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This has been a classic staple in my cabinet. After I married my wife I discovered that this was also a staple of her cabinet . . . but only for cooking! I am on a mission to find an alternative bourbon to cook with (mainly because it is about $30 for a 750mL here in Virginia). Here are my thoughts on a recent bottle:
Nose: Maple, brown sugar, coal . . . wheat and mellow? I mean I know the Evan Williams has rye and this has wheat so maybe my nose is just playing ticks on me. Honey, wheat, barley, and brown sugar. A very subtle sweetness that has more umph then either of the Evan Williams’. There is very little sour in the nose, but it isn’t as sweet as the Jack. It has a depth equal to the Wild Turkey 101 even if I find the 101 slightly more intriguing.
Taste: Sweeter then either of the EW’s without being quite as sweet as the Jack. All on brown sugar, malt barley, and wheat.
Finish: Spicy finish that attacks the mouth more then the others. This has way more spices: cinnamon, cardamom, nutmeg, cloves, paprika, and cayenne. Medium finish.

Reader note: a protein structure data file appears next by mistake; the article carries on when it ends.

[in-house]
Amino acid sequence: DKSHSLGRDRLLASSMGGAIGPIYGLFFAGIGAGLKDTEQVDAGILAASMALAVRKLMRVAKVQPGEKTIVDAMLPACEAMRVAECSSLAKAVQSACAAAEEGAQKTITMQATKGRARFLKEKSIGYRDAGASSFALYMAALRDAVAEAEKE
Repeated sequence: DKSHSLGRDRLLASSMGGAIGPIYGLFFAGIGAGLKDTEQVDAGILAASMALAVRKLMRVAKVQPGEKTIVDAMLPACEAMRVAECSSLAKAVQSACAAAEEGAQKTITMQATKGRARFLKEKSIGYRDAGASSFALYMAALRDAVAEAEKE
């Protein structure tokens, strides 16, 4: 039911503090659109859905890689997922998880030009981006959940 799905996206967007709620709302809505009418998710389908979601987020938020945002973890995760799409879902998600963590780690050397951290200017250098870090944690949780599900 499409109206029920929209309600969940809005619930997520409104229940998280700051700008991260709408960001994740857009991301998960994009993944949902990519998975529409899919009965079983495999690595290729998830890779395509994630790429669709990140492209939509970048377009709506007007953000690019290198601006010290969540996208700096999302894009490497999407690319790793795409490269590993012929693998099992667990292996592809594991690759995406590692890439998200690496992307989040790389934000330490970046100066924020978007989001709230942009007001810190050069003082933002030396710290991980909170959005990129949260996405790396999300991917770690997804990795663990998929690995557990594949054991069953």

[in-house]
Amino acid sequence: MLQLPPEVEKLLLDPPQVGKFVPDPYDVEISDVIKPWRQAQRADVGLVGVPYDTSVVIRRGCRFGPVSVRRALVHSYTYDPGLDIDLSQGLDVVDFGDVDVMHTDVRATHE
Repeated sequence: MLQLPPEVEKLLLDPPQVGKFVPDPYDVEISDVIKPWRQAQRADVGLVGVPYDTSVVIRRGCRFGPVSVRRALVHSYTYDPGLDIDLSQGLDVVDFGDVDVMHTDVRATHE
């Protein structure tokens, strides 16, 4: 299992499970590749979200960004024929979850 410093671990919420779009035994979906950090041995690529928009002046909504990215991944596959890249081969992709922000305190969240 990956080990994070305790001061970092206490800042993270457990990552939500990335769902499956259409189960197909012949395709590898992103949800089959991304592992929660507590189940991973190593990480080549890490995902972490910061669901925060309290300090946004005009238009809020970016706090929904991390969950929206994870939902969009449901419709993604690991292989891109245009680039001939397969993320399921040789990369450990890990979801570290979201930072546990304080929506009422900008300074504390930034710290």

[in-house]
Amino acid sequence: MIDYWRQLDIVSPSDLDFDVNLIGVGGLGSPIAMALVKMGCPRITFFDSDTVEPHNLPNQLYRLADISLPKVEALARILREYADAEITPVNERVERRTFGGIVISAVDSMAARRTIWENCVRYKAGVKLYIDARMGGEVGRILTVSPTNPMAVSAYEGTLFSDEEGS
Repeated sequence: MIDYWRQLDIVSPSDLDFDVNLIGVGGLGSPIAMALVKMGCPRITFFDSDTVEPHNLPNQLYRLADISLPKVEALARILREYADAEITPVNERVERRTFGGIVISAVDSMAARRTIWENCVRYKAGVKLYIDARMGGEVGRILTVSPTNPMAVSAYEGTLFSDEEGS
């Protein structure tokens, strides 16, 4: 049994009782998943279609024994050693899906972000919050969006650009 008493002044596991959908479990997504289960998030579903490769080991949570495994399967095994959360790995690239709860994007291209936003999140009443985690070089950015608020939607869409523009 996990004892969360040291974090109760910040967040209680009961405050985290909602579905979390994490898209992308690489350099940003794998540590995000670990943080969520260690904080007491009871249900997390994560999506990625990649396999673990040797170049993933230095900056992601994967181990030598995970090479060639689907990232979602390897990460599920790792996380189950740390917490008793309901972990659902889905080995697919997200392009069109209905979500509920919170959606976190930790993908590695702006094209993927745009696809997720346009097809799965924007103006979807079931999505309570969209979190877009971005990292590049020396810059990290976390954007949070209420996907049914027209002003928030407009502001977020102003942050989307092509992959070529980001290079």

Balance, Complexity: More balanced then I expected from nose to finish. I really enjoyed it more then I thought. Not the most complex of the group, but possibly the best balanced across the board. It really does a nice job of being spicy, sweet and subdued. The nose, taste and finish are very much inline. So big points for balance, but not as complex as I would like to see.
Aesthetic experience: More orange amber then EW. Medium bodied. This is a tough one. I both like and hate the design. It speaks of both classic hand-made cool bourbon, as well as cheap and mass produced.
Conclusion: I really like Maker’s Mark for a number of personal reasons. I have been drinking this stuff since I started drinking whiskey. It is a classic and staple in my cabinet. And I won’t allow it to be used in a brine or bourbon sauce anymore. This is only for drinking, and is a solid B in my book